Photo: Octane Photography
You could make the case that the rest are still no closer to answering it either. Doubtlessly Mercedes last season faced its strongest challenge in this spell. But even so it got 12 wins from 20, and wrapped up both titles well ahead of time.

Last season too the Merc had infamous 'diva' characteristics. But even that may take hope away from rivals - it gives the car obvious room in which to improve for 2018. The car looks like one that's sought to optimise what it was doing in 2017, rather than one seeking a new direction.

Like 12 months ago Mercedes has launched a car with conspicuous greater detail than any other. It ended the first Barcelona test with clearly the fastest laptime, and one set on harder tyres than its pursuers. Like 12 months ago all left the test with a strong sense that Merc is comfortable. The figure of three tenths clear was banded around. The noises from the camp seeped with understated assurance.

Saturday, 3 March 2018

New Motorsport Week article: Formula 1 in 2018: Reasons to be cheerful…

Photo: Octane Photography
In what these days seems an annual event, we head into a F1 season amid conspicuous grumbling. No grid girls, new start times, the halo...

Yet while not seeking to discredit the concerns in an attempt to show that things aren't all bad, in my latest for Motorsport Week in the spirit of Ian Dury I list some reasons to be cheerful (one, two, three...)

You can have a read of them here: https://www.motorsportweek.com/news/id/17042

Friday, 2 March 2018

Inside Line F1 Podcast - The Esteban Ocon Interview Podcast

Will Esteban Ocon be in a position to upset Daniel Ricciardo's possible move to Mercedes for 2019? For that to happen, Ocon will need to beat Force India veteran and team-mate Sergio Perez - expect this to be a tough fight. As for Mercedes, they will need to show Red Bull-style guts to promote their young driver to the works team this early in his Formula 1 career.

In this week's episode of the Inside Line F1 Podcast, we have Esteban Ocon join us on our fun show. We speak to the Frenchman about his views on Force India, his areas of improvement for 2018 and how he plans to counter the Sergio Perez challenge. Also, what's his view on the super-sexy next-gen Formula E car? Finally, he signs off with a message for his friend and rival from Formula 3 days, Felix Rosenqvist.

Tune in!

(Season 2018, Episode 6)

Subscribe to the Inside Line F1 Podcast on iTunes and audioBoom for your weekly dose of Formula 1 humour 

Wednesday, 28 February 2018

Inside Line F1 Podcast - The Sergio Perez Interview Podcast

By the end of the 2018 Formula 1 Season, Sergio Perez would become Force India's most-experienced driver - and unless Esteban Ocon (who is next on the show!) goes on a podium scoring spree, he will also become the team's most-successful driver.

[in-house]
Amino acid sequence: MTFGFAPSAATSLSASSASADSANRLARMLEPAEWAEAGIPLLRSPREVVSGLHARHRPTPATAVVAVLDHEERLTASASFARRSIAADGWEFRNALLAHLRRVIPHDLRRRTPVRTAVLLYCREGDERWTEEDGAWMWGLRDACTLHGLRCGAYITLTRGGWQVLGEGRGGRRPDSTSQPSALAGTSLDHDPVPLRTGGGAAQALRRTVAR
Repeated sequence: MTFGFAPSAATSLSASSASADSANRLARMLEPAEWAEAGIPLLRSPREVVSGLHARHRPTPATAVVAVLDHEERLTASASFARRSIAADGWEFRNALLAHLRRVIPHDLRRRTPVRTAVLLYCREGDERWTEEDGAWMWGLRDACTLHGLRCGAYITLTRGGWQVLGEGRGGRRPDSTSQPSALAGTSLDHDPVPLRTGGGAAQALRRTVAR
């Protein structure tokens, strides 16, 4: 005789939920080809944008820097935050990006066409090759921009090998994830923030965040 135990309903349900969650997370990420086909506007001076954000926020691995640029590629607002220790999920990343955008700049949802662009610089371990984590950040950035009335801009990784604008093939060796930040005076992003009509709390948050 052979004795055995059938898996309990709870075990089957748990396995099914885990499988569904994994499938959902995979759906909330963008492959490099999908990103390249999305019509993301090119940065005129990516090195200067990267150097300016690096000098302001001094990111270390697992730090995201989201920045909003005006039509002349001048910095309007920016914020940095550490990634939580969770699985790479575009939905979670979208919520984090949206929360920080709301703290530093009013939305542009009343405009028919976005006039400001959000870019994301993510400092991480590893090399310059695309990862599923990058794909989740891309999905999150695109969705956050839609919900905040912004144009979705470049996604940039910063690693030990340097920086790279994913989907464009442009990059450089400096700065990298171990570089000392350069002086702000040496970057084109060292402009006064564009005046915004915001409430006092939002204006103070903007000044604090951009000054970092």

Force India has helped stabilise Perez's career and vice-versa; they make a lethal combo - one to watch out for this season. He is also the best person to judge Force India's key strength - one that's made them the talk of the paddock and the 'best bang for buck World Champions'.

In this week's episode of the Inside Line F1 Podcast, the famous Mexican driver joins us on the show - also becoming first driver in history to appear on our show twice! Super thanks to our friends at Force India for making this happen - #FeelTheForce, indeed.

Tune in to hear Checo's expectations from 2018, if he would ever consider a dual racing program like Fernando Alonso - the WEC and Formula 1 and what he thinks of the next-generation Formula E car. Also, we talk about Bernie Ecclestone's suggestion to Formula 1 to go all-electric and if slowing the cars down to improve the spectacle of racing would make sense.

(Season 2018, Episode 05)

Subscribe to the Inside Line F1 Podcast on iTunes and audioBoom for your weekly dose of Formula 1 humour

Sunday, 18 February 2018

The Colour Wheel - The world's favourite car colours, by Select Car Leasing

Picking the colour of your next car is a tough decision. Do you go for your favourite colour? But it's not only if you like the colour that's the issue. Some colours can cause your car to depreciate over 33.5% more than others and research has found that UK Car buyers pay over £500 just to get their car in the right colour.

Select Car Leasing has looked into the history of car colours; which has been the most popular over the years, as well as seeing which new colours are set to emerge in the car world.

The Colour Wheel
The Colour Wheel by SELECT CAR LEASING.

Friday, 16 February 2018

Vijay Mallya exclusive interview: by Kunal Shah for Firstpost

Friend of Talking about F1 Kunal Shah - of Inside Line F1 Podcast fame - has made a major coup of interviewing Force India Team Principal Vijay Mallya for Firstpost. And Kunal's very kindly agreed to share it with us.

The full interview is below, and Mallya discusses his team's growth to by common consent to be the sport's best pound-for-pound performer, the challenges facing the team now and many other matters besides. 

The original interview can be accessed here: http://www.firstpost.com/sports/vijay-mallya-exclusive-interview-i-take-special-satisfaction-when-force-india-are-called-bang-for-buck-world-champions-4347675.html

Photo: Octane Photography
The world of sport offers a unique irony - the passion for sport unites fans and followers all over the world, only to have rivalries split us apart instantly. However, one story that still unites fans despite having different favourites is the story of the underdog.

This column is a celebration of a decade of the Force India Formula 1 Team - the team that has consistently scored points, occasionally ended up on to the podium, but has always won hearts and applauses from the fans for their spirited performances.

In Formula 1's sporting context, Force India is now considered as a benchmark – by pundits, commentators, drivers and even rival teams. However, the journey has definitely not been an easy one for the team given the preferential treatment that was shamelessly meted out (under Bernie Ecclestone's era) for the top teams the sport.